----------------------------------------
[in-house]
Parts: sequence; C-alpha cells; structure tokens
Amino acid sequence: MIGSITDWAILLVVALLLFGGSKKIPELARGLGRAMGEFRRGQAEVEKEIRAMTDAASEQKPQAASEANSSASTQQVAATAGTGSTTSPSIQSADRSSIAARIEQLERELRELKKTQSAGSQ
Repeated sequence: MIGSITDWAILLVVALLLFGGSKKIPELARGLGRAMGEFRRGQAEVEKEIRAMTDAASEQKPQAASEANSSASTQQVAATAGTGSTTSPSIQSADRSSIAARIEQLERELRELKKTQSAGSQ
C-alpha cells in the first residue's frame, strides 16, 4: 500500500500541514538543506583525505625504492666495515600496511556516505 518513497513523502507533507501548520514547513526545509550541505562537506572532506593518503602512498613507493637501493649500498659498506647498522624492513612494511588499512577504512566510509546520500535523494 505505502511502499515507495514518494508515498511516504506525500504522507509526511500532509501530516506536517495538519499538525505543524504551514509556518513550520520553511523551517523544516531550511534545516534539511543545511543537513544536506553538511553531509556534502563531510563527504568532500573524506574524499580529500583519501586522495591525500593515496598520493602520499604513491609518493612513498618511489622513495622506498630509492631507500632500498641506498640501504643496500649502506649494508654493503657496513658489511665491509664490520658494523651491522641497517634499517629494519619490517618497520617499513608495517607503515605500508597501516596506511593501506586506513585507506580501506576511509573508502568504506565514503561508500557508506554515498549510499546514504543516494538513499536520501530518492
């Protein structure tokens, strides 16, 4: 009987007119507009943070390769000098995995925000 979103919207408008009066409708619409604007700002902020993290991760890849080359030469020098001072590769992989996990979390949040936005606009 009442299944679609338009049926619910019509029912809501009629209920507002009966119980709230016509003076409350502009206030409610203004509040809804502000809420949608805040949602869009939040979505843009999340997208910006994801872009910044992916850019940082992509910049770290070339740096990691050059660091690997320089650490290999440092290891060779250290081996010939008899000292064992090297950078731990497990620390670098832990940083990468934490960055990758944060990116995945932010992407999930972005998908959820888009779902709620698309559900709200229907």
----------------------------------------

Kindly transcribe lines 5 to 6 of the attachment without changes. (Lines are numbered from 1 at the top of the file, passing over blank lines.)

C-alpha cells in the first residue's frame, strides 16, 4: 500500500500541514538543506583525505625504492666495515600496511556516505 518513497513523502507533507501548520514547513526545509550541505562537506572532506593518503602512498613507493637501493649500498659498506647498522624492513612494511588499512577504512566510509546520500535523494 505505502511502499515507495514518494508515498511516504506525500504522507509526511500532509501530516506536517495538519499538525505543524504551514509556518513550520520553511523551517523544516531550511534545516534539511543545511543537513544536506553538511553531509556534502563531510563527504568532500573524506574524499580529500583519501586522495591525500593515496598520493602520499604513491609518493612513498618511489622513495622506498630509492631507500632500498641506498640501504643496500649502506649494508654493503657496513658489511665491509664490520658494523651491522641497517634499517629494519619490517618497520617499513608495517607503515605500508597501516596506511593501506586506513585507506580501506576511509573508502568504506565514503561508500557508506554515498549510499546514504543516494538513499536520501530518492
């Protein structure tokens, strides 16, 4: 009987007119507009943070390769000098995995925000 979103919207408008009066409708619409604007700002902020993290991760890849080359030469020098001072590769992989996990979390949040936005606009 009442299944679609338009049926619910019509029912809501009629209920507002009966119980709230016509003076409350502009206030409610203004509040809804502000809420949608805040949602869009939040979505843009999340997208910006994801872009910044992916850019940082992509910049770290070339740096990691050059660091690997320089650490290999440092290891060779250290081996010939008899000292064992090297950078731990497990620390670098832990940083990468934490960055990758944060990116995945932010992407999930972005998908959820888009779902709620698309559900709200229907």